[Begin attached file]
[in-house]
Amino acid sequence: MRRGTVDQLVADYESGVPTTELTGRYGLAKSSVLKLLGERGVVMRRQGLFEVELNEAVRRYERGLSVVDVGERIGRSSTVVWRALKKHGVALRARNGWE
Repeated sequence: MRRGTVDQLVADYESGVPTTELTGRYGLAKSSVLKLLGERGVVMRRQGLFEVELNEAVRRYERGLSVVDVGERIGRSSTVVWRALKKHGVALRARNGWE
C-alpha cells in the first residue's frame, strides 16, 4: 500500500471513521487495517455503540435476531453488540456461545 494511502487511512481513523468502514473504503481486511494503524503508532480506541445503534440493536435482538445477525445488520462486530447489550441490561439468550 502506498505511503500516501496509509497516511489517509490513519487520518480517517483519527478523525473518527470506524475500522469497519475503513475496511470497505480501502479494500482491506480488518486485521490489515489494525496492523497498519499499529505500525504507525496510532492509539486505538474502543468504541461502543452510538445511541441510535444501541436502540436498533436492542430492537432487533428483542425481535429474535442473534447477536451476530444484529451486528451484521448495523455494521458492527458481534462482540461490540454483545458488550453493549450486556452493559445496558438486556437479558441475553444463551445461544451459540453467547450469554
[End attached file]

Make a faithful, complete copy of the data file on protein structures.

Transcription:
[in-house]
Amino acid sequence: MRRGTVDQLVADYESGVPTTELTGRYGLAKSSVLKLLGERGVVMRRQGLFEVELNEAVRRYERGLSVVDVGERIGRSSTVVWRALKKHGVALRARNGWE
Repeated sequence: MRRGTVDQLVADYESGVPTTELTGRYGLAKSSVLKLLGERGVVMRRQGLFEVELNEAVRRYERGLSVVDVGERIGRSSTVVWRALKKHGVALRARNGWE
C-alpha cells in the first residue's frame, strides 16, 4: 500500500471513521487495517455503540435476531453488540456461545 494511502487511512481513523468502514473504503481486511494503524503508532480506541445503534440493536435482538445477525445488520462486530447489550441490561439468550 502506498505511503500516501496509509497516511489517509490513519487520518480517517483519527478523525473518527470506524475500522469497519475503513475496511470497505480501502479494500482491506480488518486485521490489515489494525496492523497498519499499529505500525504507525496510532492509539486505538474502543468504541461502543452510538445511541441510535444501541436502540436498533436492542430492537432487533428483542425481535429474535442473534447477536451476530444484529451486528451484521448495523455494521458492527458481534462482540461490540454483545458488550453493549450486556452493559445496558438486556437479558441475553444463551445461544451459540453467547450469554